Beneath Los Angeles ARCHIVE~

Remembering Michael, 1982

During the last four months of 1982, I had a job managing a small video store in Encino called Video Stop, just a small shop along Ventura Blvd, across the street from a giant video retailer (and my former employer), The Wherehouse. There were three locations of Video Stop and I was hired by the owner, Alan, to run Encino while he would stay put in the Westwood location. This meant that I was the sole employee here. For $300 per week, I was to open the store in the morning, close it at night, and spend all the hours in between sitting there watching videos and serving the occasional customer who wandered in. There was no counter for me to stand behind, and no cash register. Instead, I sat behind a desk with a cash box in the bottom drawer, surrounded on all walls by VHS and Beta copies of all the movies that were out at the time, with porno kept in the back. We had many regular customers from the neighborhood.

Alan told me there would be many celebrity clients, and in particular, that I would be seeing a lot of Michael Jackson. This was before the release of the history-making Thriller album. While I had been a fan of his early career with the Jackson Five, I was not particularly a fan of his most recent music. In fact, I hated his previous album, Off the Wall. As a confirmed rock and roller, I was militantly anti-disco. In fact, to this day I have never seen the film Saturday Night Fever or its sequel, Stayin' Alive, because I considered the Bee Gees soundtrack to be an act of treason from a band I had formerly admired. However, as a music fan, I did keep up with all the news and was well aware that Michael was hard at work with Quincy Jones on the new album. And sure enough, by the end of my first week, the phone rang. I answered it and a high, breathy childlike voice announced, "Hi, it's Michael."

"Michael. Michael Jackson."
"Oh, hi!"
"Is it okay if I come in?"

He would always call first to let me know he was coming in. I was never sure what I was supposed to do with that knowledge. The store was almost always empty, so no crowds to get rid of so he could have some privacy. Minutes later, he walked in and introduced himself to me and I asked him how the new record was coming along. He seemed to appreciate that. He said they were putting the final touches on it and he was very excited about it. I mentioned Quincy Jones, and he said "Yeah, me and Quincy." He seemed to relax at that point and wanted to chat.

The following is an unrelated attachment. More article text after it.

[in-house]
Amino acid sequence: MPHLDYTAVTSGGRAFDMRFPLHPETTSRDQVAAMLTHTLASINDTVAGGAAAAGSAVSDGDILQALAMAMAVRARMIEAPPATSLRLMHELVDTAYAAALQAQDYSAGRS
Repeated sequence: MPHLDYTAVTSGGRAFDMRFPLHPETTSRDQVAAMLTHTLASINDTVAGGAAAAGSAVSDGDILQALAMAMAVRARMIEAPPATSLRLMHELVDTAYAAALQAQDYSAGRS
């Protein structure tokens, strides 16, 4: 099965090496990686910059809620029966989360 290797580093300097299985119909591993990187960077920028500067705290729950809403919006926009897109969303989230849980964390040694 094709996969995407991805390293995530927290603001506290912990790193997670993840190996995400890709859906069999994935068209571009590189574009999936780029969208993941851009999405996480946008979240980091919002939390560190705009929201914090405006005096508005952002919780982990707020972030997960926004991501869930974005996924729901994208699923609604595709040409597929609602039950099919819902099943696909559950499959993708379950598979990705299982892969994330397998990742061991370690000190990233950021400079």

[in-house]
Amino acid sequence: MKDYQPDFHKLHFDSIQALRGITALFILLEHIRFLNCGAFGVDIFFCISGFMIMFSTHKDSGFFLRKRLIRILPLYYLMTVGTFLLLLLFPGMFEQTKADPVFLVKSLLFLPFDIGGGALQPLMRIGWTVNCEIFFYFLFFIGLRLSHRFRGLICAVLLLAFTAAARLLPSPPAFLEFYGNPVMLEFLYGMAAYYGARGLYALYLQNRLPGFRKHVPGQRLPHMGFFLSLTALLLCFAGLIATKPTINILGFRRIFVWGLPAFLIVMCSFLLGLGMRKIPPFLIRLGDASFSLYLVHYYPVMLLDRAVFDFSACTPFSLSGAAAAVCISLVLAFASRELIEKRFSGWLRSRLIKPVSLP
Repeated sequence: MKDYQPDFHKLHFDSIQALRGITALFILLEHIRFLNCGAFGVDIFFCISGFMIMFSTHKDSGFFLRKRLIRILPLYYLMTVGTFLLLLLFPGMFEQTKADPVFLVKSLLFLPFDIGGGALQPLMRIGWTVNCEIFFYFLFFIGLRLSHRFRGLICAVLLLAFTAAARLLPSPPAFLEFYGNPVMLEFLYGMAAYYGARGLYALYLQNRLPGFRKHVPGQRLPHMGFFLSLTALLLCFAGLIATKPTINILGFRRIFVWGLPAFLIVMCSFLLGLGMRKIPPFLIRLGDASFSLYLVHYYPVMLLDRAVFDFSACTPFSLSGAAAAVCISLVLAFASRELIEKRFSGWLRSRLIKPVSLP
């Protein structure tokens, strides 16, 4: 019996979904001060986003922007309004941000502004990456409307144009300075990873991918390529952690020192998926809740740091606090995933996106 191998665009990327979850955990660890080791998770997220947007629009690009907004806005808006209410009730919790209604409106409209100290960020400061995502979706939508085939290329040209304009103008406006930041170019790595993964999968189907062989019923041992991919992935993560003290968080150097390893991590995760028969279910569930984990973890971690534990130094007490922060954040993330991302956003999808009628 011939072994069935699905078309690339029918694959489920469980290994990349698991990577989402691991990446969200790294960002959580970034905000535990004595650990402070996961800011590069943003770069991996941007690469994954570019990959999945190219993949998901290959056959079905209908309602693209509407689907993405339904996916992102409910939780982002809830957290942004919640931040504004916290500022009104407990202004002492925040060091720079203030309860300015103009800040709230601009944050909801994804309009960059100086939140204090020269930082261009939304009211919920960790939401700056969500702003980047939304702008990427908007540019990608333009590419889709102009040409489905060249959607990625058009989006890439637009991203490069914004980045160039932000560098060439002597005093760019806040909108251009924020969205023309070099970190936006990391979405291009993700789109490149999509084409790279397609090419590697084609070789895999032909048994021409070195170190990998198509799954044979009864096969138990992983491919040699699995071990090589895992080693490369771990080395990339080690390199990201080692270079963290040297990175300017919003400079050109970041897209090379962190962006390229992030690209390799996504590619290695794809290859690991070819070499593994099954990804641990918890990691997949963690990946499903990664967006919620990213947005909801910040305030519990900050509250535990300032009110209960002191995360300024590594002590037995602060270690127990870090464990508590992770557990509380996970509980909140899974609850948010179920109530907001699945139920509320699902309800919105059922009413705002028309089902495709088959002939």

We began talking movies as he would pull various titles from the shelves and ask me about them. Had I seen this? Was there any profanity or nudity? He hated those things and would quickly put back any title I said contained either profanity or sex. He said he was glad we kept the porno in the back so he didn't have to deal with it. He really liked old classic comedy teams like Abbott and Costello or the Three Stooges. He once had me gift wrap Rocky I, II & III as a gift for someone. Another time, he bought a VCR and asked me to deliver and set it up for a family in Woodland Hills. Instead of paying me directly, he had me send his bills to an accountant in Beverly Hills.

Sometimes he would come in with a small boy named Randy, who I assumed was a neighbor. Michael at the time was living with his parents in their nearby Hayvenhurst Estate. Other times he came alone, always calling first to let me know he was coming. He was kind enough to accept a copy of my own 45-rpm single I had made, promising to listen to it and give me his feedback. On his next visit, he apologized for not having played it yet, saying he would soon.

Many other celebrities came in frequently, including Ted Lange (Isaac, the bartender on Love Boat), Jan Smithers, the "other" female co-star of WKRP in Cincinnati (if she hadn't had to compete with the more voluptuous Loni Anderson, she would easily have been the "hot chick" on that show instead of the more plain one that now nobody remembers), and Reid Shelton, who I didn't realize was even an actor until one day he told me he was going to be on Remington Steele that evening. Watching it, I was amazed to see him playing the bad-ass killer, as in person he was quite effeminate. He later would turn up frequently as a surgeon on St. Elsewhere.

At the end of the year, Alan fired me because he had taken on a new partner who would take my place sitting all day in Encino. The store closed about a year later and today is a nail salon. Thriller, of course, came out and became the best selling pop album of all time and little Michael Jackson became the King of Pop. I had to admit, I liked the record because he incorporated elements of rock and roll, even hiring Eddie Van Halen to play lead guitar. I was kinda proud of him.

Over the past 27 years, as he went through his public trials and tribulations, I often thought back to the small friendship we shared for that short period half a lifetime ago. And as he died suddenly on my birthday, I recalled his graciousness, curiosity and enthusiasm more than his talent, his music or his impact on the world. To me, back then, he was just a cool, nice guy who happened to be famous from his earliest childhood, a childhood he felt he never got to enjoy. He remained a kid to the very end, one who wanted to share his music and his vision with the rest of the world.

Steve Goldstein

(Published: Tue Aug 01 2017; Hits: 1)

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